By Jonathan Spicer
NEW YORK Feb 22 The Federal Reserve's point
person on financial regulation wants an international proposal
for capital surcharges for large "systemically important" banks
to be completed over the next year.
In a wide-ranging speech on global financial supervision,
including the use of monetary policy as a stabilizing influence,
Fed Governor Daniel Tarullo on Friday also urged an
international designation of non-bank systemically important
organizations be completed over the next six months.
Tarullo - who is spearheading a unilateral U.S. clampdown on
foreign banks that has drawn criticism - said he backed
international cooperation on strengthening the oversight of
banks and other large financial institutions.
But he also argued that, given the complex assortment of
regulators globally, U.S. regulators should individually deal
with some troubling areas, such as money market mutual funds and
tri-party repurchase markets.
"At some point, it likely will be beneficial to rationalize
somewhat the overlapping, sometimes competing efforts of these
various international arrangements," he told the Cornell
International Law Journal Symposium.
"For the near to medium term, though, it is important to
have some principles for deciding upon the international agenda
that should govern the efforts of these arrangements as a
The largest countries of the world are working to make the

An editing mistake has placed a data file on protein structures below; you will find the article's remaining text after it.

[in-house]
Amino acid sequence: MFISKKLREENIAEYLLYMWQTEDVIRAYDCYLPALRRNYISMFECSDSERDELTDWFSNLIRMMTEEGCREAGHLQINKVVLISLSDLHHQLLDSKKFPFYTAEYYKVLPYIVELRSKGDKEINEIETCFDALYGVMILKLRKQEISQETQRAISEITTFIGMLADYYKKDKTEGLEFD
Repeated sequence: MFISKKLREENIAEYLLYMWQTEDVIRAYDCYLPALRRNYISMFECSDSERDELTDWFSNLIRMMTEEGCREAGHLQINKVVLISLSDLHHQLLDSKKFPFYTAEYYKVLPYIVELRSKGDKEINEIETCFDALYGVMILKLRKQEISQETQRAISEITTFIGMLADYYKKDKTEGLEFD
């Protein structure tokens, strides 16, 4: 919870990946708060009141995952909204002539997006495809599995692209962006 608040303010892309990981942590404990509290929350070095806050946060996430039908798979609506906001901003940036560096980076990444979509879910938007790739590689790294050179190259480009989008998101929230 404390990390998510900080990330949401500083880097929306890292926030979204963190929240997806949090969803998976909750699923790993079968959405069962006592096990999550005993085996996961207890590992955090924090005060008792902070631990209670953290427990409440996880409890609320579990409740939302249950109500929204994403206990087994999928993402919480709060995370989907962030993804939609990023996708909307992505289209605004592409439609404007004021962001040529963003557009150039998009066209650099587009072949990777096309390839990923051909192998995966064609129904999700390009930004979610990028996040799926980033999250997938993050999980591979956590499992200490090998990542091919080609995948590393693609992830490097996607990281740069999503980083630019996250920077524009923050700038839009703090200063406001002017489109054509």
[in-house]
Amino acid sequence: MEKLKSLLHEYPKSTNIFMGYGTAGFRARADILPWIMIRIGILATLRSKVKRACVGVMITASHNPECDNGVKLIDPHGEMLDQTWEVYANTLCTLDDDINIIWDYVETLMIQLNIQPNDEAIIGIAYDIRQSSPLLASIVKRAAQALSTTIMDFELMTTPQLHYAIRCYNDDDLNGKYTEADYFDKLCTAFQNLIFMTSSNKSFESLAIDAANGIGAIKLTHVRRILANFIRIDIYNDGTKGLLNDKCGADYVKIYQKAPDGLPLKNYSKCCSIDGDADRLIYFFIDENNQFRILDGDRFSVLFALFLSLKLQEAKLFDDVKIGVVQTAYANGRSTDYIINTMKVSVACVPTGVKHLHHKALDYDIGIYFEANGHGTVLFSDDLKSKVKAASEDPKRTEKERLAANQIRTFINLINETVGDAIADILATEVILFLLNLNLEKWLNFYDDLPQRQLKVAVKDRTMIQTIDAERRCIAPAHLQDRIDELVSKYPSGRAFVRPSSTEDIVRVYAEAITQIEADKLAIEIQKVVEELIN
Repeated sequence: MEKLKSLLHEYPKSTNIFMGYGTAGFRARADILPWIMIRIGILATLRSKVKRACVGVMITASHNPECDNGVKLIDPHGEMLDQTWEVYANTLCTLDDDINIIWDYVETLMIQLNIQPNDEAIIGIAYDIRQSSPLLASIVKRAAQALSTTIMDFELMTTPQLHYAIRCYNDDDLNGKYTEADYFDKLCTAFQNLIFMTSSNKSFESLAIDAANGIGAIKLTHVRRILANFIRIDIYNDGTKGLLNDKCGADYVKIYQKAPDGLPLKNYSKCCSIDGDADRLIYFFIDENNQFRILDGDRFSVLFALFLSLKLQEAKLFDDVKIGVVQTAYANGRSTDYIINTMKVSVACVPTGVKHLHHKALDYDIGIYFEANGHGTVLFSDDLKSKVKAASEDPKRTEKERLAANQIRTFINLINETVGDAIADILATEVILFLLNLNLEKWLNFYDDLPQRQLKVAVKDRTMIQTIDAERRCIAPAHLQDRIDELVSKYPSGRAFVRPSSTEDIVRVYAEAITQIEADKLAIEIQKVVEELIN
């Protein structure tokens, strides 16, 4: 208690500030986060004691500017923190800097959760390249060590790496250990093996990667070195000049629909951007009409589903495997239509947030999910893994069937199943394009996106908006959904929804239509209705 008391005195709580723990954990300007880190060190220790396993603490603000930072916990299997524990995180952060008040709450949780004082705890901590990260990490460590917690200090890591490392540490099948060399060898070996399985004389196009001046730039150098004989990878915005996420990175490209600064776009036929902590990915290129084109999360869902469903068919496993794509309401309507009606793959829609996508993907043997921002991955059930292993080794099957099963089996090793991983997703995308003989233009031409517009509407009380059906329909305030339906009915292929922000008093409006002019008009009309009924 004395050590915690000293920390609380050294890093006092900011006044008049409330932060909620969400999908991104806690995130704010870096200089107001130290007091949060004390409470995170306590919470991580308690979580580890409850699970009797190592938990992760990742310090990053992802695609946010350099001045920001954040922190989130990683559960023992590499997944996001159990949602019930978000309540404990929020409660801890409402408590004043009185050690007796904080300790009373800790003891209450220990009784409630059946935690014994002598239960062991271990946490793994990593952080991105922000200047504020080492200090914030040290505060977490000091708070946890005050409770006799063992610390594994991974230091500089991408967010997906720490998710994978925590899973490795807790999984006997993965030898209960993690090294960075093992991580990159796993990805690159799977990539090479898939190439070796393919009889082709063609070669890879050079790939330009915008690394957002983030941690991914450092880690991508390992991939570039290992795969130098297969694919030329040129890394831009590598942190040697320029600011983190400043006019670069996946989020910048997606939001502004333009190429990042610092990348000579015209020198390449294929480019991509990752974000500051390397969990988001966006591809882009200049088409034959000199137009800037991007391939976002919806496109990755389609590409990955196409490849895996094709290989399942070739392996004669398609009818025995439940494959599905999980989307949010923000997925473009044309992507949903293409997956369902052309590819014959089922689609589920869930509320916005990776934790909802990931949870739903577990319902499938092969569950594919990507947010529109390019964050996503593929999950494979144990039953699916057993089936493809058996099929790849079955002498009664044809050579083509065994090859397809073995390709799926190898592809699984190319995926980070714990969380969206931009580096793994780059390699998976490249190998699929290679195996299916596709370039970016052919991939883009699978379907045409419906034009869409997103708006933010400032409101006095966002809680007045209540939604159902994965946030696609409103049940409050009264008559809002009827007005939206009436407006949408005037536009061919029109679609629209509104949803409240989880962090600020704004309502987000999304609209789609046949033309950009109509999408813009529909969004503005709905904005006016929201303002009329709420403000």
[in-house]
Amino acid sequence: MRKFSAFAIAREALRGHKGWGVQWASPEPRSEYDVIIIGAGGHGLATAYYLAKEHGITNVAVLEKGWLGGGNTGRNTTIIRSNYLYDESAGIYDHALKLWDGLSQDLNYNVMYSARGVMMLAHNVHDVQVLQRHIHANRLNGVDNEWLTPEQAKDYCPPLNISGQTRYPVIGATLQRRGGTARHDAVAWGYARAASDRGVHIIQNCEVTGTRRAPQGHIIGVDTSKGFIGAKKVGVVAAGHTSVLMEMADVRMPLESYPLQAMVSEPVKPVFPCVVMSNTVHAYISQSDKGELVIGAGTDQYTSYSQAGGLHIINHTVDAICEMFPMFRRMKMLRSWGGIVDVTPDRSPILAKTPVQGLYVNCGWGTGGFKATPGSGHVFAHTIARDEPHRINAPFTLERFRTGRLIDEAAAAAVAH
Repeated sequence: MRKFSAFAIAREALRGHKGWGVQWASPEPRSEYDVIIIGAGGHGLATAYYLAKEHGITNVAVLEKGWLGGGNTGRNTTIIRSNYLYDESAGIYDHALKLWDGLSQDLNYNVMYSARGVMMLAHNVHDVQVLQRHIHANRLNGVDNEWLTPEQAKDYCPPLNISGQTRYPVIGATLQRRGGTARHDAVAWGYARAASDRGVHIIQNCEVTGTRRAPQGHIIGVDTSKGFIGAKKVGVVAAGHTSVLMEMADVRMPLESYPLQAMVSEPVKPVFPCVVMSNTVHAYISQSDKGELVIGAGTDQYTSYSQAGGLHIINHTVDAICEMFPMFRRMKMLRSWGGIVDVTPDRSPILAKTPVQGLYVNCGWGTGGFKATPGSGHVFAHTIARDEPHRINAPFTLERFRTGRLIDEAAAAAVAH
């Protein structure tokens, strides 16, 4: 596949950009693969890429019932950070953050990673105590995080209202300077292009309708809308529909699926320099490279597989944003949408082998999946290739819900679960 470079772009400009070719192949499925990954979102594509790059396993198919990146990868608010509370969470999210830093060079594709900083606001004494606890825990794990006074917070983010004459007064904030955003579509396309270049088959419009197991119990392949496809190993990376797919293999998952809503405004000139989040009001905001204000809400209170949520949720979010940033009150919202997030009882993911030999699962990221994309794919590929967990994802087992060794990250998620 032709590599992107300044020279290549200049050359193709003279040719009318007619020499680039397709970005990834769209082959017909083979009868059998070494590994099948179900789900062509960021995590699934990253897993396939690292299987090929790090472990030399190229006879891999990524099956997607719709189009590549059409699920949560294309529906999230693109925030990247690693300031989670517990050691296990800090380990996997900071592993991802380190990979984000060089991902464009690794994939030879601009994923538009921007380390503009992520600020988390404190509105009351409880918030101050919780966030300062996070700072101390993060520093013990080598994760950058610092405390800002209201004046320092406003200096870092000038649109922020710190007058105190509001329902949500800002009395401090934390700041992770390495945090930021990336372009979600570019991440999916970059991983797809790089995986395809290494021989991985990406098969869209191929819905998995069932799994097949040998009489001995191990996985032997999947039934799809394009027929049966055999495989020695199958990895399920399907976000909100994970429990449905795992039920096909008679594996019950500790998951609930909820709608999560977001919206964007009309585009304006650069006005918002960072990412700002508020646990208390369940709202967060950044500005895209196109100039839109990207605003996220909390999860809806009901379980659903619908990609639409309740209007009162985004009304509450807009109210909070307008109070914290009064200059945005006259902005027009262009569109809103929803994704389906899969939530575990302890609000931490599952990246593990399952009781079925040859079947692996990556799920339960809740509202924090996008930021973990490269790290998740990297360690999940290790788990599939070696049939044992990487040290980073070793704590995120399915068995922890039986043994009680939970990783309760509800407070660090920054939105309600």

banking industry safer after the 2007-09 financial crisis, but
differences in the ways the financial industry operates across
regions have made this a difficult task.
Though he pointed to an array of areas still in need of
reforms, Tarullo held up so-called systemically important
financial institutions, of SIFIs, as a priority.
The international Basel Committee aims to clarify what firms
would qualify as SIFIs and decide what surcharge they would
face. Tarullo said this work was "nearing completion" despite
the lack of precedent to help regulators.
Meanwhile, it remains unclear which firms, such as insurers,
will be designated as non-bank SIFIs.
"It is important to take the time to evaluate carefully the
actual systemic risk associated with these companies, and to
understand the amount of such risk relative to other financial
firms, before fixing on a list of firms and surcharges," Tarullo
"But this seems to me a realistic goal over the next six
Writing new rules for firms that operate globally, however,
has at times proven difficult.
In December, the Fed launched a plan that would force
foreign banks to group all their units under a holding company,
subject to the same capital standards as U.S. holding companies.
The biggest banks will also need to hold liquidity buffers.
This month, European Union financial services chief Michel
Barnier criticized that plan for raising the possibility of
"ring-fencing," and urged better cooperation among regulators.
Turning to monetary policy, Tarullo, who rarely discusses
the topic publicly, said central banks need to assess the effect
their policies have on financial stability and, sometimes,
"adjust their policy decisions to take account of these
Using interest rates to battle financial excesses and price
bubbles has been a hotly debated topic since another Fed
governor, Jerome Stein, raised the idea in a speech earlier this
"To be clear, I do not think that we are at present
confronted with a situation that would warrant these kinds of
monetary policy action," Tarullo said.
But "it seems that now is a good time to discuss these
issues more actively, so that if and when we do face financial
stability concerns associated with asset bubbles backed by
excessive leverage, we will have a well considered view of the
role monetary policy might play in mitigating those concerns,"